Watches, Stories, & Gear: Every Cybertruck Recalled, Matty Matheson’s New Brand, and a New Camera Strap from Peak Design

“Watches, Stories, and Gear” is a roundup of our favorite content, watch or otherwise, from around the internet. Here, we support other creators, explore interesting content that inspires us, and put a spotlight on causes we believe in. Oh, and any gear we happen to be digging on this week. We love gear.

Share your story ideas or interesting finds by emailing us at [email protected]

Matty Matheson’s Pantry Staples

If you’re a fan of the FX series “The Bear,” Matty Matheson needs no introduction. He plays Fak, the heavily tattooed handyman on the series, but his most significant contribution to the series might actually be behind the scenes. Matheson is a chef, and serves as a consultant on the show in addition to his acting duties, ensuring that the kitchen scenes and culinary creations depicted feel authentic. Now he’s launched his own brand, the Matheson Food Company, which will produce all kinds of simple pantry staples (sauces, salad dressings, boxed mac & cheese) with branding that draws heavily on our collective nostalgia for classic brands that were part of his childhood. This piece in Creative Review digs into the new brand and what makes it distinct in the food scene. 

The First Trailer for M. Night Shyamalan’s Trap


It’s possible that the trailer for Trap, the new film from M. Night Shyamalan coming this summer, gives too much away. In the event you want to be completely surprised, I won’t describe it here. But it’s also possible that the director famous for giving us big twists in his best films is only showing us the set up, maybe the first few minutes of the movie, in this clip, and that the real surprises come later. Regardless, Trap looks great, and if you choose not to watch the trailer, rest assured in knowing that the concept outlined therein feels genuinely fresh and exciting. 

How Singles Changed a Writer’s Life 

If you have a soft spot for Cameron Crowe’s 1992 cult classic Singles, you’ll definitely want to give this piece in the New York Times a read this weekend. Honestly, you don’t even need to be a big fan of the movie. It’s just a sweet story about how a fictional story mirrors a real one, filled with memories of a unique time and place in our popular culture: the early 1990s in the Pacific Northwest. Grunge rock, flannel, and coffee shops ruled the day. A simpler time, perhaps, and one that if you happened to experience at any level, never really left you.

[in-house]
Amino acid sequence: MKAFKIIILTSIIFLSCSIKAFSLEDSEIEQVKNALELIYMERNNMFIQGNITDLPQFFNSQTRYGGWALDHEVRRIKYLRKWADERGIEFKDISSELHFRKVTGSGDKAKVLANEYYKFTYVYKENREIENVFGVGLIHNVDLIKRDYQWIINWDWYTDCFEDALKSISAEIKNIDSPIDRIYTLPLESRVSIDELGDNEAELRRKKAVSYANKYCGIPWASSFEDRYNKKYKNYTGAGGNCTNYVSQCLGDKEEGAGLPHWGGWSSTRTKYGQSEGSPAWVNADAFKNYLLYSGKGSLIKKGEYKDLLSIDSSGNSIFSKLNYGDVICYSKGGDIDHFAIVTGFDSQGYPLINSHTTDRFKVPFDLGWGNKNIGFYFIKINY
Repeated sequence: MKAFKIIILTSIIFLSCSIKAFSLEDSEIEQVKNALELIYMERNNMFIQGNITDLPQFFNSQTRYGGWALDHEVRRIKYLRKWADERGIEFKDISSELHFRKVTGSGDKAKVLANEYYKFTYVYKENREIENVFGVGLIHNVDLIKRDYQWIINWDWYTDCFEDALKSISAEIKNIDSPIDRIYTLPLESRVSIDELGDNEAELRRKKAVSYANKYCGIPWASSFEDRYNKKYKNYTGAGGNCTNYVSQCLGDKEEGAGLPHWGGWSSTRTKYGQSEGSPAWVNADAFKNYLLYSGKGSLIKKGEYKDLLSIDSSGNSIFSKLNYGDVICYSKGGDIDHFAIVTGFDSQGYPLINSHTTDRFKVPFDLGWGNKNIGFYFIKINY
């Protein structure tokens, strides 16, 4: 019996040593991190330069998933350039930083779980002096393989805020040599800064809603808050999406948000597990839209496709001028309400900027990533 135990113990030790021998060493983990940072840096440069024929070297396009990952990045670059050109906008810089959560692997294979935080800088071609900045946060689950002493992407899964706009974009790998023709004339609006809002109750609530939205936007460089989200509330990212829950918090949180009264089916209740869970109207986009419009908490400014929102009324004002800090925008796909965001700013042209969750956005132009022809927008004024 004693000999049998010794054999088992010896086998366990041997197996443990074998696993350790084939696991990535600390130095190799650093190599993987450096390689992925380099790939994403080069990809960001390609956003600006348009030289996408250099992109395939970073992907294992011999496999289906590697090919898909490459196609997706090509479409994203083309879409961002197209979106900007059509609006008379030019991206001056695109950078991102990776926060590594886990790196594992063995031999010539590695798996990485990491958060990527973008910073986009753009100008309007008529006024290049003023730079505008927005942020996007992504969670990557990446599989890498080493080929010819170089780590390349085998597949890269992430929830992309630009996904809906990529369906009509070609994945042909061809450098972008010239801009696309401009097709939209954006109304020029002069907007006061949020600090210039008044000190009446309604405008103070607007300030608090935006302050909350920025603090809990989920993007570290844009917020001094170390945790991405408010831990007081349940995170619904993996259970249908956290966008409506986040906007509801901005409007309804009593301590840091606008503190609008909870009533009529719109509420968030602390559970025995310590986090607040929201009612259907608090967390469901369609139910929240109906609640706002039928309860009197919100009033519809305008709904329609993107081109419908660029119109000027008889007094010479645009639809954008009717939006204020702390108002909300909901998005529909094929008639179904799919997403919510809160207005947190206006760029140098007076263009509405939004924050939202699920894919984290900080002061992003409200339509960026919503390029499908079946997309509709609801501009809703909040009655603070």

A History of the Boston Dynamics Atlas Robot 

One of our favorite genres of YouTube video is the niche content that shows Boston Dynamics robots doing insane things. They are mesmerizing and also weirdly terrifying in how strangely lifelike they are. It was recently announced that their humanoid robot, Atlas, is being retired, so for the occasion The Verge has compiled all of their coverage of Atlas going back years. If you’re as into robot videos as we are, this is a treasure trove. 

A New Camera Strap from Peak Design

As FStoppers reports, Peak Design has introduced a new camera strap to their popular range of aftermarket photography accessories. These straps are almost universally regarded as among the best in the game by serious and amateur photographers alike, and now we have new options in a brand new colorway the brand is calling Coyote, a nice neutral tan color. It’s available in the standard Peak Design sizes (Slide and Slide Lite) as well as their popular Leash product and the Cuff wrist strap. Head to the link above for a full breakdown of the new straps. 

Almost Every Cybertruck Has Been Recalled 

Welp, not a great week for the world’s richest man. We go back to The Verge for our last story this week, concerning the much discussed Tesla Cybertruck, and a massive (and hilarious) recall notice that just went out. It turns out the accelerator pedal (kind of important) has a fault that can result in a pad dislodging and becoming trapped, keeping the pedal at full throttle (kind of dangerous). The recall notice impacts 3,878 vehicles, which is effectively every Cybertruck that has been delivered to this point. Unlike other Tesla recalls that have been fixable with software updates applied remotely, this one will require owners to actually have their vehicles serviced, which Tesla, of course, is committed to.  

Related Posts
This is the house account for Worn & Wound. We use it on general articles about us, the site and our products.